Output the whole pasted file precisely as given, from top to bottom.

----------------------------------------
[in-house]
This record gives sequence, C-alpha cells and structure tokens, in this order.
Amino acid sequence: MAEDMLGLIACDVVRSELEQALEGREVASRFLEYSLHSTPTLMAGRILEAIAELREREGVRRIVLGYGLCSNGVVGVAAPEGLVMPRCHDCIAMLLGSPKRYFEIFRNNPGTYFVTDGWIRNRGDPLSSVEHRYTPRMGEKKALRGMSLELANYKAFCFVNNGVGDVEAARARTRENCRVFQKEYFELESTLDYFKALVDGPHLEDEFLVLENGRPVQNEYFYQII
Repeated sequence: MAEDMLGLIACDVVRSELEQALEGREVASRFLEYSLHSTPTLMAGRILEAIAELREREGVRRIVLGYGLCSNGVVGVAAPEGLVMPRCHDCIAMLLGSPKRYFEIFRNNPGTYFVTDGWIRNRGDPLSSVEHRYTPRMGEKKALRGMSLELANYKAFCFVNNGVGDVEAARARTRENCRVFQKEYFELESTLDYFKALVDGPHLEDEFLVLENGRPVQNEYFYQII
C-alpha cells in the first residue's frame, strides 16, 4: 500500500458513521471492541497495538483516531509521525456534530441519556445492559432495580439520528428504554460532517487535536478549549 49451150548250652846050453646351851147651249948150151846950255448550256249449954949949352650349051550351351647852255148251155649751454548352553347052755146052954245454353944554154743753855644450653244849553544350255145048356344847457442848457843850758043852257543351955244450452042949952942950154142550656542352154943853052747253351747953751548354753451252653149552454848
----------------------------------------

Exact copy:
[in-house]
This record gives sequence, C-alpha cells and structure tokens, in this order.
Amino acid sequence: MAEDMLGLIACDVVRSELEQALEGREVASRFLEYSLHSTPTLMAGRILEAIAELREREGVRRIVLGYGLCSNGVVGVAAPEGLVMPRCHDCIAMLLGSPKRYFEIFRNNPGTYFVTDGWIRNRGDPLSSVEHRYTPRMGEKKALRGMSLELANYKAFCFVNNGVGDVEAARARTRENCRVFQKEYFELESTLDYFKALVDGPHLEDEFLVLENGRPVQNEYFYQII
Repeated sequence: MAEDMLGLIACDVVRSELEQALEGREVASRFLEYSLHSTPTLMAGRILEAIAELREREGVRRIVLGYGLCSNGVVGVAAPEGLVMPRCHDCIAMLLGSPKRYFEIFRNNPGTYFVTDGWIRNRGDPLSSVEHRYTPRMGEKKALRGMSLELANYKAFCFVNNGVGDVEAARARTRENCRVFQKEYFELESTLDYFKALVDGPHLEDEFLVLENGRPVQNEYFYQII
C-alpha cells in the first residue's frame, strides 16, 4: 500500500458513521471492541497495538483516531509521525456534530441519556445492559432495580439520528428504554460532517487535536478549549 49451150548250652846050453646351851147651249948150151846950255448550256249449954949949352650349051550351351647852255148251155649751454548352553347052755146052954245454353944554154743753855644450653244849553544350255145048356344847457442848457843850758043852257543351955244450452042949952942950154142550656542352154943853052747253351747953751548354753451252653149552454848